Himmler attended some of the experiments, and told Rascher he should go to the North Sea region and find out how ordinary people there warmed victims of extreme cold. Himmler reportedly said he thought "that a fisherwoman could well take her half-frozen husband into her bed and revive him in that manner" and added that everyone believed "animal warmth" had a different effect than artificial warmth.[13] Four Romani women were sent from Ravensbrück concentration camp and warming was attempted by placing the hypothermic victim between two naked women.[14][15]

In October 1942, results of the experiments were presented at a medical conference in Nuremberg in two presentations named "Prevention and Treatment of Freezing", and "Warming Up After Freezing to the Danger Point".[16]

Rascher, who had by now been transferred to the Waffen-SS, was eager to obtain the academic credentials necessary for a high-level university position. A habilitation which was to be based on his research failed, however, at Munich, Marburg, and Frankfurt, due to the formal requirement that results be made available for public scrutiny.[17]

Similar experiments were conducted from July to September 1944, as the Ahnenerbe provided space and materials to doctors at Dachau to undertake "seawater experiments", chiefly through Wolfram Sievers. Sievers is known to have visited Dachau on 20 July 1944, to speak with Kurt Plötner and the non-Ahnenerbe Wilhelm Beiglboeck, who ultimately carried out the experiments. While working in Dachau, Rascher developed the standard cyanide capsules, which could be easily bitten through, either deliberately or accidentally.[18]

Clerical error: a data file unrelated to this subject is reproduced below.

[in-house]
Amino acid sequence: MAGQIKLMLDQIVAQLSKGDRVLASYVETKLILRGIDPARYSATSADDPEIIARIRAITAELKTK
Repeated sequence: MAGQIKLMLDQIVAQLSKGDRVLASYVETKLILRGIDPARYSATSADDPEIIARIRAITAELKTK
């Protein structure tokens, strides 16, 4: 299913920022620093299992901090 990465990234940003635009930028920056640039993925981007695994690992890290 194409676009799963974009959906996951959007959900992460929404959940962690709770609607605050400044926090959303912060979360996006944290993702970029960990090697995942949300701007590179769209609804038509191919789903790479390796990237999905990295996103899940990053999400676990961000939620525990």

Blood coagulation experiments[edit]

Rascher experimented with the effects of Polygal, a substance made from beet and apple pectin, which aided blood clotting. He predicted that the preventive use of Polygal tablets would reduce bleeding from gunshot wounds sustained during combat or during surgery. Subjects were given a Polygal tablet, and shot through the neck or chest, or their limbs amputated without anaesthesia. Rascher published an article on his experience of using Polygal, without detailing the nature of the human trials and also set up a company to manufacture the substance, staffed by prisoners.[19]

Personal life and execution[edit]

Attempting to please Himmler through demonstrating that population growth could be accelerated by extending female childbearing age, Rascher publicized the fact that his wife, Karoline, had given birth to three children even after reaching 48 years of age, and Himmler used a photograph of Rascher's family as propaganda material. However, during her fourth "pregnancy", Karoline Rascher was arrested while attempting to kidnap a baby. An investigation later revealed that her other three children had been either purchased or kidnapped.

In addition to acting as an accessory in the kidnappings of the three infants, Rascher was also accused of financial irregularities, the murder of his former lab assistant, and scientific fraud. Himmler, enraged that the Raschers had exploited him, had both of them sent without trial to concentration camps. Sigmund was sent to Buchenwald concentration camp and Karoline was sent to Ravensbrück concentration camp. Both were held in bunkers meant for special prisoners.[20]